Budapest, 17 June 2011
Your Excellencies, Ladies and Gentlemen,
I am honoured on behalf of UN Office on Drugs and Crime to co-organise this seminar along with the Government of Hungary, and in cooperation with the UN Office of the Counter-Terrorism Implementation Task Force.
My thanks also to H.E. János Martonyi, Minister of Foreign Affairs of Hungary for hosting this meeting. I knew from my first meeting with the Hungarian Counter-Terrorism Ambassador, Györgyi Martin-Zanathy, and Ambassador Balázs Csuday, that this seminar would be a success.
Adopted in 2006, the United Nations Global Counter-Terrorism Strategy is the blueprint of the international community's plan to defeat terrorism.
There are four pillars to the Strategy: tackling the conditions conducive to the spread of terrorism; preventing and combating terrorism; building States' capacity and to strengthen the role of the United Nations system in that regard; and ensuring respect for human rights and the rule of law as the fundamental basis for the fight against terrorism
At each pillar's base lie the international instruments regulating counter-terrorism. Along their length run the crucial relationships between UNODC, the UN Counter-Terrorism Task Force, and other actors, all focusing on strategy implementation. On top, balancing each pillar, rest the various cooperative efforts at the international, regional and sub-regional levels. Finally, each pillar is firmly grounded in the rule of law and profound respect for human rights.
UNODC is an active participant of the Counter-Terrorism Implementation Task Force promoting legal and technical assistance on counter-terrorism.
Under the Counter-Terrorism Strategy, Member States undertake to implement all counter-terrorism conventions and protocols and cooperate with other Member States and UN bodies. UNODC assists Member States to maintain effective rule of law-based criminal justice systems.
Meeting these challenges, UNODC has established a unified justice response requiring widespread ratification and implementation of the legal instruments against terrorism.
Since 2003, we have helped countries to ratify and implement these instruments, as well as assist them in building the capacity of their national criminal justice systems. The implementation program is a success, but work remains to be done.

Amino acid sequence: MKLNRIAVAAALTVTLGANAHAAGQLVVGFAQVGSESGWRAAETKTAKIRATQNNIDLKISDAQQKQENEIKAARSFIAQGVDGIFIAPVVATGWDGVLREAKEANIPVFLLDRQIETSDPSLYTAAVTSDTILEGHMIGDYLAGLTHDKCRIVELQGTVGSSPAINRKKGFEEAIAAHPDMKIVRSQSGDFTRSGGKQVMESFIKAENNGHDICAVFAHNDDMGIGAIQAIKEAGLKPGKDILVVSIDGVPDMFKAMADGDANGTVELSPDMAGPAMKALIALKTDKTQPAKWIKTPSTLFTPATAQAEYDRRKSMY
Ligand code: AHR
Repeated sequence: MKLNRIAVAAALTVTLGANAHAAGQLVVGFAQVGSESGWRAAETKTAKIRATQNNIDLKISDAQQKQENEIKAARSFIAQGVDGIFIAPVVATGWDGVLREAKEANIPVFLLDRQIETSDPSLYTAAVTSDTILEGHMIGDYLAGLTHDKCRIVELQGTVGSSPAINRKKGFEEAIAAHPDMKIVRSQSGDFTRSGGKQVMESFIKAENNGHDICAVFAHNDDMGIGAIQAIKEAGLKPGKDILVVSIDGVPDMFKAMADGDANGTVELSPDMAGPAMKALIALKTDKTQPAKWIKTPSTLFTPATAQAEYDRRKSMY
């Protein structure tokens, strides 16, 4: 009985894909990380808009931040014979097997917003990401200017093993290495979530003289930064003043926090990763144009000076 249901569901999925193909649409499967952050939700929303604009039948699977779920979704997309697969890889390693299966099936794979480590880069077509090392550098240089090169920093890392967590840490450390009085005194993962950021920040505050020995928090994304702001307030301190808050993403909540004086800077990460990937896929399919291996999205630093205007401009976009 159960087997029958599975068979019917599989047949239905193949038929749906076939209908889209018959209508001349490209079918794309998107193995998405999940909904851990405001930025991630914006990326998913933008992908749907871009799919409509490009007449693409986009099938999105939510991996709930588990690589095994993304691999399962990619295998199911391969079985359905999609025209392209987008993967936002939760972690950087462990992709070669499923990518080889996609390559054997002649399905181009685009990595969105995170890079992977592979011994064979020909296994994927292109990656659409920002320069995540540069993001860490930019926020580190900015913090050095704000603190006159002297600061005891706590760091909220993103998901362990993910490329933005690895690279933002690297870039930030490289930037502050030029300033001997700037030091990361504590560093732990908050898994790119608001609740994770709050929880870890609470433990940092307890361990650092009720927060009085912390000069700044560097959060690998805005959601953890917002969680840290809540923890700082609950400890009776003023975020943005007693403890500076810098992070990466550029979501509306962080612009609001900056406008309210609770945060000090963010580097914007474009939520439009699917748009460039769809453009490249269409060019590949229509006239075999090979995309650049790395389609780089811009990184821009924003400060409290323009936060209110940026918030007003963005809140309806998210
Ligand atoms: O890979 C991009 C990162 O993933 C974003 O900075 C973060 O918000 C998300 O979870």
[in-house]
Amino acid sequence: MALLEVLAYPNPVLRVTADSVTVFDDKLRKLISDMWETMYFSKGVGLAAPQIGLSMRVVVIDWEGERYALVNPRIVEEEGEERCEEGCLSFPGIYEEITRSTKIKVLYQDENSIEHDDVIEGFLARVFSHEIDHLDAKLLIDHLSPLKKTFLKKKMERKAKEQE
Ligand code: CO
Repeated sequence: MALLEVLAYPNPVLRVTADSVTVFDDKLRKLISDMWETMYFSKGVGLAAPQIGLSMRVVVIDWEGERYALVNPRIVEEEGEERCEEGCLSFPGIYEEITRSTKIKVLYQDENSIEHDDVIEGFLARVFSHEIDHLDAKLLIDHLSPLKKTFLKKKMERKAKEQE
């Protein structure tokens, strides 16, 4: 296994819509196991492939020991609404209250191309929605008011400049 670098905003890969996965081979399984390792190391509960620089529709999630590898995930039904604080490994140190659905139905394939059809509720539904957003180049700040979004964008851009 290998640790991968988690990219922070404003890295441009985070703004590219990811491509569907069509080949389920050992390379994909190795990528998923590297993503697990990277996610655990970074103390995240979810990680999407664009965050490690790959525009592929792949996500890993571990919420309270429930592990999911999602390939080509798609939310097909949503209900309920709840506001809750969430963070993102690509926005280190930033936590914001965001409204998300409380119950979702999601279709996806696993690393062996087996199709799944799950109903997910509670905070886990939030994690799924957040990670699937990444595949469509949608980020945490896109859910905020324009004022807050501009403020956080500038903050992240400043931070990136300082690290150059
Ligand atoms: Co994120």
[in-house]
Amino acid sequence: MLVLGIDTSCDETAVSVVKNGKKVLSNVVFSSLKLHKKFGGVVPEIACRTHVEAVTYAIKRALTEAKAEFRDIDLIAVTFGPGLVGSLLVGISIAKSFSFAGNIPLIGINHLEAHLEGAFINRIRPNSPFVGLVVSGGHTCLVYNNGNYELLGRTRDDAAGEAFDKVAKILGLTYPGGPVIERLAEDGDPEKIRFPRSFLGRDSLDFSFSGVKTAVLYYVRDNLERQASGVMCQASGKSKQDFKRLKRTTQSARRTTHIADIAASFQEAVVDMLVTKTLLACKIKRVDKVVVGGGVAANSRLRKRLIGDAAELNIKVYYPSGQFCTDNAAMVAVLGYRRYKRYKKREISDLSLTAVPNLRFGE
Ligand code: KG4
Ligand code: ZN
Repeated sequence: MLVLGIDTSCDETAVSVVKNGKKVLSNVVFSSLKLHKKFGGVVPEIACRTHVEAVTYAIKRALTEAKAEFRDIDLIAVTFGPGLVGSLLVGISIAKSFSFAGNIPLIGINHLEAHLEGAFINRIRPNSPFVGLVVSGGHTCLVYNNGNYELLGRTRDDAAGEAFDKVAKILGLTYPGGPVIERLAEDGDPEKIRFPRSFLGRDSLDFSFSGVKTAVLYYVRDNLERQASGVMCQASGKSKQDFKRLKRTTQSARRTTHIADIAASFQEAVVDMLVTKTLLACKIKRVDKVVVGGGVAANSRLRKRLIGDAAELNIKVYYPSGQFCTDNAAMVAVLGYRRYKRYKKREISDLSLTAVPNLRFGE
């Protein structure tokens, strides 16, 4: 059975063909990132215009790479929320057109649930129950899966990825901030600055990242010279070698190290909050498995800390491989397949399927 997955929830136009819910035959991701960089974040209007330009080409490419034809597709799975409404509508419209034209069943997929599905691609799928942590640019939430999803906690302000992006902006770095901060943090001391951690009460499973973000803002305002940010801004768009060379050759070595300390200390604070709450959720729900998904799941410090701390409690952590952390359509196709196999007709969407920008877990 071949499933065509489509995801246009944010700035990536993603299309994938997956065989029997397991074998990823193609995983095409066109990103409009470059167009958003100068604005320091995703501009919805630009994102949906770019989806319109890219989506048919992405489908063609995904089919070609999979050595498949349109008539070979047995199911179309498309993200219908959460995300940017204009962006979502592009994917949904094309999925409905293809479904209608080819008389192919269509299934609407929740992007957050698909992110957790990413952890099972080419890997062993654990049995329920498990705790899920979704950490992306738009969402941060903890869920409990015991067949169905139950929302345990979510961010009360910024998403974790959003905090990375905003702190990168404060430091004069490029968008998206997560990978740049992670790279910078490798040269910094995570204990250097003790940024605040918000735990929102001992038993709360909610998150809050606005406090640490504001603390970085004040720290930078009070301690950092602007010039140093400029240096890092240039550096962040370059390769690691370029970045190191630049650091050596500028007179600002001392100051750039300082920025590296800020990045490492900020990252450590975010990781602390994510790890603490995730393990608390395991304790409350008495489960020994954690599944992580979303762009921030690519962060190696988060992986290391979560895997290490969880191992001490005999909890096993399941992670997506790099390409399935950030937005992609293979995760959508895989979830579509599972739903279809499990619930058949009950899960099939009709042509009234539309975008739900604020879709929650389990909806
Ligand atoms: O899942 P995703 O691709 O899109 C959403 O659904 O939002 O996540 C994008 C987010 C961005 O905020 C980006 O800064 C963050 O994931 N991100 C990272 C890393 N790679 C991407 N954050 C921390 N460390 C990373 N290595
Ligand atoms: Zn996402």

I place great value on the number of requests for capacity building assistance from Member States. They signal your political commitment to capitalize on previous achievements. And, they indicate a desire to address ongoing needs.
Complimenting our technical and capacity building expertise is our ability to draw upon our global field presence through our integrated programmatic approach. Field offices have a wealth of experience that assists governments and their practitioners to understand the relationship between terrorism and other crimes.
UNODC has an important role in the "I-ACT Initiative"-the Integrated Assistance for Countering Terrorism-information system. I-ACT integrates the UN Global Counter-Terrorism Strategy and identifies gaps in country level assistance.
We also participate in working groups on the various counter-terrorism areas. For example, UNODC co-chairs-with the World Bank-the CTITF Working Group on Tackling the Financing of Terrorism.
Together these approaches highlight the scope of UNODC activities to implement the Strategy. They reflect a rule of law based approach and they place the victim at the centre of all our processes. Such projects also confirm my own belief that a well functioning criminal justice system is essential to countering terrorism.
Before finishing, I should like to address one issue I believe is within the gift of all of us to solve. For the successful implementation of the strategy's four pillars, exchange of information is vital. Each of the pillars is composed of the building blocks of information necessary to prevent and combat terrorism. To translate strategy into action, we need the quick transference of this information.
Ladies and Gentlemen, I finish with a quote attributed to the American car manufacturer Henry Ford, who understood something of the need to build a joint approach, ''Coming together is a beginning; keeping together is progress; working together is success.''
I quote this as a reminder to us all that, if we are to succeed in combating terrorism, we must cooperate on all issues, at all levels.